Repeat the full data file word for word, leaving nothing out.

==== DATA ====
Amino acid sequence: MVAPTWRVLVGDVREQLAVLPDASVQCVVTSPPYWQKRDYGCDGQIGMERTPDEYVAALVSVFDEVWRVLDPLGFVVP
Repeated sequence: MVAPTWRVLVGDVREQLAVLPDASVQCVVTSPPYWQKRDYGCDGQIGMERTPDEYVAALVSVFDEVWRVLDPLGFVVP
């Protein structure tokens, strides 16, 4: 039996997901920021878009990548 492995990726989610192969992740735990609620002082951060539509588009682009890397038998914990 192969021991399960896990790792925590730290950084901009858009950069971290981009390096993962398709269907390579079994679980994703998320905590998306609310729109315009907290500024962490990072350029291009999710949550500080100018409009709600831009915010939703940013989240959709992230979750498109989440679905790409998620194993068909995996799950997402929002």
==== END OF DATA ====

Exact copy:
Amino acid sequence: MVAPTWRVLVGDVREQLAVLPDASVQCVVTSPPYWQKRDYGCDGQIGMERTPDEYVAALVSVFDEVWRVLDPLGFVVP
Repeated sequence: MVAPTWRVLVGDVREQLAVLPDASVQCVVTSPPYWQKRDYGCDGQIGMERTPDEYVAALVSVFDEVWRVLDPLGFVVP
């Protein structure tokens, strides 16, 4: 039996997901920021878009990548 492995990726989610192969992740735990609620002082951060539509588009682009890397038998914990 192969021991399960896990790792925590730290950084901009858009950069971290981009390096993962398709269907390579079994679980994703998320905590998306609310729109315009907290500024962490990072350029291009999710949550500080100018409009709600831009915010939703940013989240959709992230979750498109989440679905790409998620194993068909995996799950997402929002």